Scientists handling the European Space Agency's (ESA) Herschel Space Observatory announce the release of observations performed on one of the largest stars ever known to science, VY Canis Major. The advanced instrument, which was launched in May aboard a modified Ariane 5 delivery system, alongside the Planck Observatory, was able to make out the star using two of its scientific payloads, the Photodetecting Array Camera and Spectrometer (PACS) and Spectral and Photometric Imaging Receiver (SPIRE).
ESA and the respective instrument teams say that the new data were obtained by the advanced space observatory earlier this year, as part of its performance verification phase. The main reason why they were carried out was to show that the instruments aboard the telescope were indeed as advanced as they were advertised be back on Earth. Herschel currently orbit Earth from the L2 Lagrangian point, more than 1.5 million kilometers away from the planet. From its position, it always blocks incoming sunlight or Earth and Moon reflections, which allow it to conduct amazing observations in the Universe.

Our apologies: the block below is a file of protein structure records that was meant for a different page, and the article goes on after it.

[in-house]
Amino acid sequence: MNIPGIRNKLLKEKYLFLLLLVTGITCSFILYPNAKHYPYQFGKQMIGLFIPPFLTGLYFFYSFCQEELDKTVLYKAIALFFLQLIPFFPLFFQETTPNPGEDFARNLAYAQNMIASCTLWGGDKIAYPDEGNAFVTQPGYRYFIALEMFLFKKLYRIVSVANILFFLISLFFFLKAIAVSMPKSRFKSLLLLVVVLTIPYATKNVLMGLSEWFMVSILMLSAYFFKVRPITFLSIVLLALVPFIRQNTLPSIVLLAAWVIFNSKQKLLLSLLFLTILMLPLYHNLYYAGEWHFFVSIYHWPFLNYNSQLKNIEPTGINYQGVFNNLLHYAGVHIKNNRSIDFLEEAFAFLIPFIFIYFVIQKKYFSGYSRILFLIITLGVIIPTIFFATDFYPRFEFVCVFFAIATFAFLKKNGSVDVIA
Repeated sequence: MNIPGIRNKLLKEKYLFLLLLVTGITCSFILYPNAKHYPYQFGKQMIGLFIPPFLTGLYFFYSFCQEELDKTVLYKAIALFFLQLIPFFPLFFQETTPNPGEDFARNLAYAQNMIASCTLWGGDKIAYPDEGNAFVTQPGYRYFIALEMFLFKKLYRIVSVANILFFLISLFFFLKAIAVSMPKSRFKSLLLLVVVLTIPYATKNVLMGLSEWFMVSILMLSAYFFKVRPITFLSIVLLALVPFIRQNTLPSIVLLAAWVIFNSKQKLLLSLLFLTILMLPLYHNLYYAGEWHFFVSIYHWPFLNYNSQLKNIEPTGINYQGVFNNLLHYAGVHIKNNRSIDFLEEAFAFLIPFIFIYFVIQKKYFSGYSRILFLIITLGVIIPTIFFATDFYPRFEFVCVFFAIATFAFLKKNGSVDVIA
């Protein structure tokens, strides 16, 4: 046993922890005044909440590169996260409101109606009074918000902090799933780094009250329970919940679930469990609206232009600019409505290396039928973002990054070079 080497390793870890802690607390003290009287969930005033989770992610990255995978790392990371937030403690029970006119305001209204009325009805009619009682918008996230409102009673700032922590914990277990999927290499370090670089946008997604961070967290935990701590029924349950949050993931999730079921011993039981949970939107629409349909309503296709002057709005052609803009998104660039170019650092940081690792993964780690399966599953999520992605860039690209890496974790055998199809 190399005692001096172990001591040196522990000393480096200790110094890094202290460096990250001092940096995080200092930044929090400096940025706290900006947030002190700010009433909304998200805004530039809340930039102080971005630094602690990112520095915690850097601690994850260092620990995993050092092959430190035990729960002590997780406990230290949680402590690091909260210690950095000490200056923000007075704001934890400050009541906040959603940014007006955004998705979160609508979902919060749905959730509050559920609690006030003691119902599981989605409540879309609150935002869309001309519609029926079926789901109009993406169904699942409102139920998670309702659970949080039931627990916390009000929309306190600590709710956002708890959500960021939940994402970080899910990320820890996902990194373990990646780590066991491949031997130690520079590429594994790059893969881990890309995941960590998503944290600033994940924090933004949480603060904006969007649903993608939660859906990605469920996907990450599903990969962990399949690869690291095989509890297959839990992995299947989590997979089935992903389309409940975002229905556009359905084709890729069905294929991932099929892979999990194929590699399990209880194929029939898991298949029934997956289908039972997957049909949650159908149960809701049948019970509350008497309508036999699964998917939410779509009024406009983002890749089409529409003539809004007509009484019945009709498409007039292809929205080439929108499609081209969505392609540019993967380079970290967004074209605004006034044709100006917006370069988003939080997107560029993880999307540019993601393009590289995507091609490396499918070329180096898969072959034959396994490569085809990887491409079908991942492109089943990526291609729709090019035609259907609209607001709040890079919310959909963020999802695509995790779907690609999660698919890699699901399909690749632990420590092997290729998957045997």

The Heterodyne Instrument for the Far Infrared (HIFI) was also assessed in the new trials, which come on the heels of previous tests. The latter offered mission controllers a measure of the advanced capabilities that the telescope's video cameras have. Now, the three spectrometers are in the spotlight, having completed a map that shows the distribution of light in the observatory's field of view. “Detailed analyses of these spectra provide insight into the physical and chemical composition of the objects,” ESA experts write on the agency official website.
The new observations also caught the massive star VY Canis Majoris, which is one of the largest ever discovered. Herschel's spectrograph analysis of the object revealed massive amounts of carbon dioxide around the monster star. “That's because carbon and oxygen are two of the most common materials produced in stars and they like to get together, so interstellar space is full of carbon monoxide. From our CO lines we can measure the temperature of the gas and by comparing them with other lines we can also measure density and optical depth and all kinds of other parameters,” explains Cardiff University professor Matt Griffin, the principal investigator of SPIRE, quoted by the BBC News.
“The other lines we're seeing in abundance in both PACS and SPIRE spectra are water. Water is very important astrophysically because it is a diagnostic - it tells us a lot about the physical and chemical processes going on in a gas. And of course water cannot be seen from the Earth because there is so much of it in the atmosphere, its signal gets swamped; and that's why we have to go into space to do these kinds of observations,” he concludes.